India's SMEs need to be empowered with access to funds, not mere provisions of accounts, subsidies
Traditionally, SMEs have remained a financially unorganised sector. The operations and ownership of such businesses have remained confined to the family or a small group of associates.
If India is to sustain its onward march of 7 percent-8 percent of annual economic growth, the 50-million strong Small and Medium Enterprises (SME) sector has a vital role to play. However, in their quest for growth, SMEs find working capital and timely access to it as serious concerns. A survey that covered over 500 SMEs across India found that ‘lack of easy finance and credit instruments’ was their most critical challenge. This survey by the Firstbiz and Greyhound Knowledge Group further found that seven out of 10 SMEs were facing major hurdles in accessing credit/capital when they needed it the most.
The findings of this survey make one wonder if our ‘financial inclusion policy’ really encapsulates the best interests of SMEs – a sector that contributes 45 percent of the total industrial output and employs 40 percent of the national workforce.
The term ‘financial inclusion’ traditionally referred to providing un-banked entities with banking products and providing tax breaks. Perhaps it is time we broaden our vision of financial inclusion by moving beyond enablement to true empowerment. To help SMEs succeed, we may have to empower them with access to and availability of financial products along their journey of growth, and not stop at mere provisions of accounts and subsidies.
Traditionally, SMEs have remained a financially unorganised sector. The operations and ownership of such businesses have remained confined to the family or a small group of associates. Moreover, SMEs are characterised by their use of cash payments for the procurement of raw materials and delivery of goods/services. This modus operandi has ensured little or no paper trail of transactions, thereby denying the SMEs a chance to explore financial products required for working capital or expansion. On the other hand, the lack of a paper or digital trail of transactions and appropriate documentation has discouraged mainstream banking institutions from offering them capital for scaling or for increasing their profitability.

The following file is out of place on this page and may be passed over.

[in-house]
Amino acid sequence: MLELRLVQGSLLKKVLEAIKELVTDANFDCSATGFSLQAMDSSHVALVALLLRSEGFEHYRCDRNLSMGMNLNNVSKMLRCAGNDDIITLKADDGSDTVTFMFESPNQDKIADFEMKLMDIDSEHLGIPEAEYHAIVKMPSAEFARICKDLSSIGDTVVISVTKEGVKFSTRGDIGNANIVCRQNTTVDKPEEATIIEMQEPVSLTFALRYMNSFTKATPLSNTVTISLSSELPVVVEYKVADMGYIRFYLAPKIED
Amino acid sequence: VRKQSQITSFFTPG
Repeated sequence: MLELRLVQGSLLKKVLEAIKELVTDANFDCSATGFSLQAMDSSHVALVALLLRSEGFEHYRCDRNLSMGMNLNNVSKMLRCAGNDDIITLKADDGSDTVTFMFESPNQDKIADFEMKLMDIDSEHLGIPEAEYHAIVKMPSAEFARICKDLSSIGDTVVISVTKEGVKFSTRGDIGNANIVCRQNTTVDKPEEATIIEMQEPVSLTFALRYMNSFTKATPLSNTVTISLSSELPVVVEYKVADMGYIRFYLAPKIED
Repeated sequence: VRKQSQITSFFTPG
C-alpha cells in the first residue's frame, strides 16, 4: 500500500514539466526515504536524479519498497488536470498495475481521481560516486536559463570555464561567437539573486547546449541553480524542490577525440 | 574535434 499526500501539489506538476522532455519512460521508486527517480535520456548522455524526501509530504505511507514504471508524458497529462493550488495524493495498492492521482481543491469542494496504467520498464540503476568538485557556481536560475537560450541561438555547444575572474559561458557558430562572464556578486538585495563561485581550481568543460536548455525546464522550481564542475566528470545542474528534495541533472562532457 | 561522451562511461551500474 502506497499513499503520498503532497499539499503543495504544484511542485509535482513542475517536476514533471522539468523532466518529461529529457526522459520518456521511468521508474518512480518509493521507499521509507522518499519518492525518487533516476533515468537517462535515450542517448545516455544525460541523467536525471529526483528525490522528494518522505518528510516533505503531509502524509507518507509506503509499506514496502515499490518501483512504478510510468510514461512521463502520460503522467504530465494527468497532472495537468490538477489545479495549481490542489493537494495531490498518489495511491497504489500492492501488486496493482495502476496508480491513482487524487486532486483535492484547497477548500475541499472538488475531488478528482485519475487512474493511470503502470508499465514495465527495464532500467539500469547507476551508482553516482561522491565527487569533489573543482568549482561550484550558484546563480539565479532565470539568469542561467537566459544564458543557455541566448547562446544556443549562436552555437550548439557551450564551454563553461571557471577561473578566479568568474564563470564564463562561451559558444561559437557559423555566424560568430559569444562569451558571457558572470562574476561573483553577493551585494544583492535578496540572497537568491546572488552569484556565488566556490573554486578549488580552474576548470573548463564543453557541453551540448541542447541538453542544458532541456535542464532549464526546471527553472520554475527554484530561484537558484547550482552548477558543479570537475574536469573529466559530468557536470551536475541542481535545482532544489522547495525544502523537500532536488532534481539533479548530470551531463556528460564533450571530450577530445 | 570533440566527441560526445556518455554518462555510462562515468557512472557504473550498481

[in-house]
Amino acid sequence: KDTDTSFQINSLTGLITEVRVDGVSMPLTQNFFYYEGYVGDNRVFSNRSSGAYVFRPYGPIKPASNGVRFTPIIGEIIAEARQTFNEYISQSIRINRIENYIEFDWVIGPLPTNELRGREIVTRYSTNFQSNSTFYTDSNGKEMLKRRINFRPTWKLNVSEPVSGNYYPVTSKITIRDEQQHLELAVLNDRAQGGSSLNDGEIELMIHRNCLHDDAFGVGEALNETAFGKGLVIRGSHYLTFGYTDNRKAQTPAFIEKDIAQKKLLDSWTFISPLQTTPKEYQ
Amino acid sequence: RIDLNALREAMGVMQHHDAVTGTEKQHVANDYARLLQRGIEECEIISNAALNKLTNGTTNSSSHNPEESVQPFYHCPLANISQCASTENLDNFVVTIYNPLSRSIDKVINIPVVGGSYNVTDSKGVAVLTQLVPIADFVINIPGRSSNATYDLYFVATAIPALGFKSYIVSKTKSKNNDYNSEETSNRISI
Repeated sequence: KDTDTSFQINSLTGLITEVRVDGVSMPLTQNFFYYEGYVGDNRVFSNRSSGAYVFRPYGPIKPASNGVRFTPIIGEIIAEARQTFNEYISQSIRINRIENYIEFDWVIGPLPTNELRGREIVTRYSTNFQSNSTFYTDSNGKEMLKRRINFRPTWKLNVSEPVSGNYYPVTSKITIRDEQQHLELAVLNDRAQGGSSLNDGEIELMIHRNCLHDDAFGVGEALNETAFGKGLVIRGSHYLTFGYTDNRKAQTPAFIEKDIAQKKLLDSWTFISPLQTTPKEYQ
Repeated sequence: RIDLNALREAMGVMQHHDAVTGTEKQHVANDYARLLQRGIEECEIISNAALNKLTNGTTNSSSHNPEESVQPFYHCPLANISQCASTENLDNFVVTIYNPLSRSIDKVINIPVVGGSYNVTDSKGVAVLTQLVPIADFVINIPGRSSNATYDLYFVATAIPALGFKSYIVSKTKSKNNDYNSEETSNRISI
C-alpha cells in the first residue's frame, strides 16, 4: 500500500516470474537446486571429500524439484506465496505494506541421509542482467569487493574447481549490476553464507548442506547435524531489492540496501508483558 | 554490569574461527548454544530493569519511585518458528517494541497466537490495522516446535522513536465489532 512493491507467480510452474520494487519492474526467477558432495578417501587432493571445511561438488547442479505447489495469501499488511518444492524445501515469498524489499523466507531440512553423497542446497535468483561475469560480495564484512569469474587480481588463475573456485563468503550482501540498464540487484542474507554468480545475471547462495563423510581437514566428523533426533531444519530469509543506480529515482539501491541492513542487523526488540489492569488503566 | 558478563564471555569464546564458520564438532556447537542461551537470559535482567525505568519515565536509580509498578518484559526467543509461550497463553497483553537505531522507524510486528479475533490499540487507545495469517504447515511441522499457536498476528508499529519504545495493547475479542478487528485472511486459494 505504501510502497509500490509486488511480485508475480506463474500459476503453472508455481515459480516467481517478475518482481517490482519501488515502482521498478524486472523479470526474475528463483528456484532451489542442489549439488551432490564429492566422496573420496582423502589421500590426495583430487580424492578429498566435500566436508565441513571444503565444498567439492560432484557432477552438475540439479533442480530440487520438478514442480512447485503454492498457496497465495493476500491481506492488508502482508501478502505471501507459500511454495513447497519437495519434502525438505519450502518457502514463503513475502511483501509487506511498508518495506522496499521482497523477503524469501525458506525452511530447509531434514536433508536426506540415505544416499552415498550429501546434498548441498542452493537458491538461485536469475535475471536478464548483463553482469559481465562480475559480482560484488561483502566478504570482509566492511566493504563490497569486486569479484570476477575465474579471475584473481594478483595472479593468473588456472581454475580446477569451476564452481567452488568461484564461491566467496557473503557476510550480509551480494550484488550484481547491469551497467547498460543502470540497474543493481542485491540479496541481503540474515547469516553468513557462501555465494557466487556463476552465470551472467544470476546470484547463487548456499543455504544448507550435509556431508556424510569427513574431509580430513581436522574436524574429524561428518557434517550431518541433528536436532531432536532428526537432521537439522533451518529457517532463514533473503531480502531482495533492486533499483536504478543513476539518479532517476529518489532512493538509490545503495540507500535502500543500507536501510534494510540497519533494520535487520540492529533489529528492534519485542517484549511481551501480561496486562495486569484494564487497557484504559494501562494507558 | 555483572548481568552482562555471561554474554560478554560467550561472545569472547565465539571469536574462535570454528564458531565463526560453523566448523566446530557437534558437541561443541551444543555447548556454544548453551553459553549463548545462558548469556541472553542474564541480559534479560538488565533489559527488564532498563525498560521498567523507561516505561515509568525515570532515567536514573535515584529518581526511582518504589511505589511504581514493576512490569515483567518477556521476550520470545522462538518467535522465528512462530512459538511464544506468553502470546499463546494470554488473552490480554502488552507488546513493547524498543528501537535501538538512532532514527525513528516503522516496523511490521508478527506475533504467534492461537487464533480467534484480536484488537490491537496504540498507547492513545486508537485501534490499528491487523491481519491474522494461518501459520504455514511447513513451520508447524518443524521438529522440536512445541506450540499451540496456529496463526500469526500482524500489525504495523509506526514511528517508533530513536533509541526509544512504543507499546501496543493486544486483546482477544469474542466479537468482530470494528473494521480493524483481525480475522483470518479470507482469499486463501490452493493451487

In moments of dire necessity, it isn’t uncommon for SMEs to raise loans from financiers in the informal sector. These entities are known for charging high interest rates and questionable recovery practices.
Is there relief then, for these traditionally underserved segments? Let’s find out.
A sound financial inclusion policy must look beyond compliance and tax benefits. It should make working capital accessible and available to the vast majority of SMEs who are currently forced to raise capital from the informal sector. True empowerment comes from creating a level playing field between SMEs and enterprises. With easy access to capital, SMEs can adopt technology, utilise Information and Communication Tools (ICT), create IPs, and compete with enterprises.
Here are some means to democratise access to capital and help SMEs succeed.
Customized financial products
Categorizing urban and rural SMEs, or for that matter, a small kirana store with an IT startup, into the same bracket, results in providing cookie-cutter solutions to what are unique ecosystems. Imagine a professional entity that evaluates each SME’s requirement as unique and offers financial aid in the form of distinctly different products. Supply chain finance is, for instance, a popular and highly relevant form of financial aid for SMEs. Likewise, invoice financing can enter the picture in cases of delays in customer payments – a common concern for SMEs. Such accounts receivable financing can improve liquidity by turning the SMEs’ unpaid bills into cash and help balance the delays between spends and earnings. These products are hitherto relevant to specific SME segments and may not be universally applicable.